Coupled with the fraudulent licenses, her write-up says LLR “received reports that cosmetology inspectors notified salons prior to inspections to facilitate removal of unlicensed individuals working in the salon.
“The reports also indicated some inspectors accepted payments in return for overlooking violations.”
Templeton then dropped an even bigger bombshell in her posting.
“Finally, the department received reports that fraudulent cosmetology licenses may have ties to human trafficking, prostitution and drugs,” her report says. “The department has since discovered that South Carolina is not alone in these issues as many states are dealing with license fraud in the cosmetology industry.”
So it would seem.
In the first of a four-part series, WGBH public radio of Boston reported in July 2010 on a growing phenomenon of nail salons being used as fronts for human trafficking in the United States.
Said WGBH: “In York, Pennsylvania; East Orange, New Jersey; Salem, Virginia, and just outside of San Jose, California, over the past year, police have discovered women who have been virtually enslaved in nail salons. Some for sex. Others exclusively for labor.”
Templeton’s report says LLR told the FBI about the reports it received of criminal activity. The agency was still providing information to the bureau when she became director at the beginning of this year, according to the report.
The FBI inquiry might be continuing. But, with virtually no exceptions, federal law enforcement officials neither confirm nor deny the existence of an investigation.
“I do understand that the FBI was at one time investigating some of these issues,” Bryant says. “But we don’t know if they are now.”
The senator has posted a link to Templeton’s report on his blog.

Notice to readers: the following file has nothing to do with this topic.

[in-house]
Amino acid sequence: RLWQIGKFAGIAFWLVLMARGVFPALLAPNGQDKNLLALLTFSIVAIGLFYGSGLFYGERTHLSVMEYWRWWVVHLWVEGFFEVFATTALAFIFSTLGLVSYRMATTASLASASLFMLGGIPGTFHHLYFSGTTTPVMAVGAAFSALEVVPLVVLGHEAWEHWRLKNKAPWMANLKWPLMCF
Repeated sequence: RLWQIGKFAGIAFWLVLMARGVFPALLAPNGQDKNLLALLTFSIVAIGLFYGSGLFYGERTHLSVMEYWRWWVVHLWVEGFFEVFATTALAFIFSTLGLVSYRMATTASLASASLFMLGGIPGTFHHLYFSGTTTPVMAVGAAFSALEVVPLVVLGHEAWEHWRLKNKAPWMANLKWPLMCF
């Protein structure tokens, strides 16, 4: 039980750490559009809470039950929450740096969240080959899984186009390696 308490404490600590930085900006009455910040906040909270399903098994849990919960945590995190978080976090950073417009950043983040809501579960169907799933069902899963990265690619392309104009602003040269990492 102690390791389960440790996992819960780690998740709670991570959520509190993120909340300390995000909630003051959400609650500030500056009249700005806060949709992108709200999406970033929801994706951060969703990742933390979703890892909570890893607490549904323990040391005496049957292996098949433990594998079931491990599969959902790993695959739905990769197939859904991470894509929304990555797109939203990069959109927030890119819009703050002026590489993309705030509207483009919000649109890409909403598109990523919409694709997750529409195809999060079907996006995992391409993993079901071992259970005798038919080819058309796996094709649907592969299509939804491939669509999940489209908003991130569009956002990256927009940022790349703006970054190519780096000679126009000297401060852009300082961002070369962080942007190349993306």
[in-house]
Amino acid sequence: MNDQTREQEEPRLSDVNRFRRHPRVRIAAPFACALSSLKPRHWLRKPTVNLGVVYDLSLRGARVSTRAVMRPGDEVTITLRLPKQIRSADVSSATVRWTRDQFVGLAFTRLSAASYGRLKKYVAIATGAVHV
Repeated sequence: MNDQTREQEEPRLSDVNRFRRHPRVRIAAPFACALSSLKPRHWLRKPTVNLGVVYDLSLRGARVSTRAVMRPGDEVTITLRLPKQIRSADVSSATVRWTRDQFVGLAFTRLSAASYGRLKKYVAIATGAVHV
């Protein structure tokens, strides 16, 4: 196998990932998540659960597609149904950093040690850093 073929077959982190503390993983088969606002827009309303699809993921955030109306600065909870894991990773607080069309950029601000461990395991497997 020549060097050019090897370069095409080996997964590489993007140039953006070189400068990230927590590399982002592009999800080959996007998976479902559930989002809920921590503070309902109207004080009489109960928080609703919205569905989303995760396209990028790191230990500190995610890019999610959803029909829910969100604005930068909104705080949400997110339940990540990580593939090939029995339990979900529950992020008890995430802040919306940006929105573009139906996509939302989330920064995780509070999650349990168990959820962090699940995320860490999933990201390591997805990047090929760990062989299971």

In the aftermath of the scandal, the Labor, Licensing and Regulation agency began working to revoke the fraudulent licenses.
“Approximately 60 easily identifiable licenses were tracked down and revoked almost immediately after the investigation,” the report says. “The department’s efforts are ongoing, with a focus on tracing difficult to identify licenses.”
Templeton attributed the fraud to a lack of accountability within LLR and weaknesses in the agency’s technology, and she outlined steps the department has taken to improve in those areas.
On the accountability front, she said in her report that licensing and compliance enforcement functions have been separated: “The separation of licensing and compliance is intended to create a check and balance between those who issue licenses and those who monitor compliance of sanctions and unprofessional conduct.”
Other actions to enhance accountability include using tamper-proof paper to print licenses; installing tracking devices in vehicles assigned to inspectors to monitor their travel; and discontinuing the practice of inspectors collecting payment for code violations, according to the report.
In the realm of technology, the report says:
“We enhanced our database, allowing administrators to monitor licensing and to measure performance of programs and personnel. Individual codes and passwords govern access to the computer system, so individual entries into the system can be tracked.”
Templeton closes her report by saying the agency continues working to better its security protocols. “I am confident,” she says, “that the measures we have implemented over the last year will prevent similar activity.”
Reach Ward at (803) 254-4411 or email@example.com.